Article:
Get Healthy Utah: A Personal Perspective

December 5, 2016


Get Healthy Utah – just another cattle prod to get us to eat better, right. . . NO!

From inside Get Healthy Utah I can say without reservation that the intent is pure, worthy, and should be considered: it is what it suggests–educational.  Utahns clearly need to become healthier or pay the price, a huge price.

Utah has a healthy culture, and one would get the impression that we are a pretty healthy lot.  However, if one peels back the surface a bit, a different story may be seen.  In September 2015, Utah Leaders for Health (the organization that would become Get Healthy Utah) held a retreat attended by many of Utah’s leaders spanning a broad range of disciplines including business, insurance, healthcare (hospitals and other providers), academia, government and others.  The retreat was held to gauge the interest and concern among Utah’s leaders for the health of Utah’s citizens as well as to explore how to go about improving it.  Not surprisingly the meeting was very well attended and many ideas resulted and eventually, Get Healthy Utah was born.

In preparation for that retreat, the Utah Department of Health was asked to provide trend data, primarily on obesity and diabetes, in our state.  While these were not the only factors considered, it quickly became obvious that, if we will, we can do something about both.

The information presented looked out 35 years to 2050.  A long time out, yes, but not when considering an effort to change behavior on a mass scale. All in attendance were interested to note that while Utah’s trends were somewhat better than national trends, we are merely a few years behind, but our rates are clearly rocketing out of control. For example, the national rate for adult obesity is 30%, Utah’s adult obesity is slightly better at 26% (no cheering, right).  By the year 2050, Utah’s adult obesity rate is projected to increase to 46%, or 1,700,000 Utahns!  Again, no cheering. The projected cost for diabetes alone, in Utah, could increase to a whopping $1.8 billion dollars per year unless the trend is reversed.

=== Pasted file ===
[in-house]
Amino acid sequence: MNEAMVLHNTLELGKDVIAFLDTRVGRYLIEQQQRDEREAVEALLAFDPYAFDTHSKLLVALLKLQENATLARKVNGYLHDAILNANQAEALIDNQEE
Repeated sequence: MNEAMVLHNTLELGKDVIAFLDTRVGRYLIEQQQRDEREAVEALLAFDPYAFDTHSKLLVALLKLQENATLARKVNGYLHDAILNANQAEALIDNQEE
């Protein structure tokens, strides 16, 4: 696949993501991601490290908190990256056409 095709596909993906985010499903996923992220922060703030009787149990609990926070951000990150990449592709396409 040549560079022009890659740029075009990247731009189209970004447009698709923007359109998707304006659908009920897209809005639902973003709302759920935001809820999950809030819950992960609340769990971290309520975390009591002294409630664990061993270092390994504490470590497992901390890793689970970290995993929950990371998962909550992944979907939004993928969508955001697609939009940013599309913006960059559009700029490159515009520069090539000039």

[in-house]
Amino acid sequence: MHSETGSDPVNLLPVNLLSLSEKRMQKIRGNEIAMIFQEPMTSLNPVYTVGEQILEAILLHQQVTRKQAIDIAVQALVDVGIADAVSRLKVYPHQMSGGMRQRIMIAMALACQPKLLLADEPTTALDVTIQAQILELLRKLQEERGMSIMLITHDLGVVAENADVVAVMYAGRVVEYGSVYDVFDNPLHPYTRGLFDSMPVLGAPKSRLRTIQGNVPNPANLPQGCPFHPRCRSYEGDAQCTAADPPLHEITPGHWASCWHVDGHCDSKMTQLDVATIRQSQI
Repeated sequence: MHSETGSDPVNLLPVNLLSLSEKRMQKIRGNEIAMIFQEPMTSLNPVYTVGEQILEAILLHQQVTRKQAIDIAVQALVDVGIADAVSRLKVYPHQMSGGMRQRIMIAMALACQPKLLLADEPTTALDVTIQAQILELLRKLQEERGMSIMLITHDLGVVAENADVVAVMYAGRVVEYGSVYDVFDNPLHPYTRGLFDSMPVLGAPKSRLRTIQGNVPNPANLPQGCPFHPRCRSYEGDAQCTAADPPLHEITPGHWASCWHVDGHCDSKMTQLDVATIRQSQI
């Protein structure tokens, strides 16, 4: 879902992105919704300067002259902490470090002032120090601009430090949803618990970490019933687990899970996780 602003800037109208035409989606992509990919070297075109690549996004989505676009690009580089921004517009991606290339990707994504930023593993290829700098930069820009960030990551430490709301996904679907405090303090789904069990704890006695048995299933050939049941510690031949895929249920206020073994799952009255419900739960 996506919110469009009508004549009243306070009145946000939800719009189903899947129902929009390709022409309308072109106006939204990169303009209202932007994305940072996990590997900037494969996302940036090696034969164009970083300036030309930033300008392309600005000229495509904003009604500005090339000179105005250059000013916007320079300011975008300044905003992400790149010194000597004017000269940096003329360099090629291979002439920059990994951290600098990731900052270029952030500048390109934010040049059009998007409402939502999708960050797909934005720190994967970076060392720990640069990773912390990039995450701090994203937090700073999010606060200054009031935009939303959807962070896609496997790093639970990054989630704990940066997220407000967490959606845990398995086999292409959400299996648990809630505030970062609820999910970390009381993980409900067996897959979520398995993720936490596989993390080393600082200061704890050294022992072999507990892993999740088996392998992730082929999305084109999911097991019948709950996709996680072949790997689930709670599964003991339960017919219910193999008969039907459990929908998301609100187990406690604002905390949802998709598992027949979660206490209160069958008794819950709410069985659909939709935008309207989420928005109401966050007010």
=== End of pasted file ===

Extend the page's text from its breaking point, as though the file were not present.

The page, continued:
Still somewhat in shock at the numbers, I walked out of the September retreat with a colleague.  I said, “Can you imagine someone looking at those numbers and saying, ‘I’m okay with that’?”

A very reputable study conducted in California(i) only a few years ago noted that just three behaviors contributed to four diseases which resulted to fifty percent of all deaths in the study area.  Think of it, 3 behaviors caused 50% of ALL deaths!  The three behaviors:

  • Poor nutrition
  • Lack of physical activity
  • Tobacco use

We certainly do not want to characterize Utah as not having an issue with tobacco use; but we recognize that Utah has made progress in that area.  But poor nutrition and lack of physical activity are both areas where we can and must do better.  Yes we, you and I, all of us, can do better with our nutrition, and we can clearly “move” more.  Simply stated, that is the goal of Get Healthy Utah. Now I have already heard some say, “Well nobody is going to tell me what to eat!”  I would assume that this attitude is out there in abundance, and Get Healthy Utah understands.

No one is saying what you must eat or how much you exercise, or else.  Get Healthy Utah is an effort to inform.  When you get hit in the head with an out of bounds softball, you’d say, “I wish someone would have said ‘DUCK’”.  You decide for you.  But to do nothing, or to do just a little, so no one is too uncomfortable, is to leave us with future enormous healthcare costs well above those we have now and poor health for too many of us.  Again, you decide.

adult-diabetes adult-obesity

[i] County of San Diego, Health and Human Services

Agency, Public Health Services, Community Health Statistics Unit. (October,

2010). 3-4-50: Chronic Disease in San Diego County.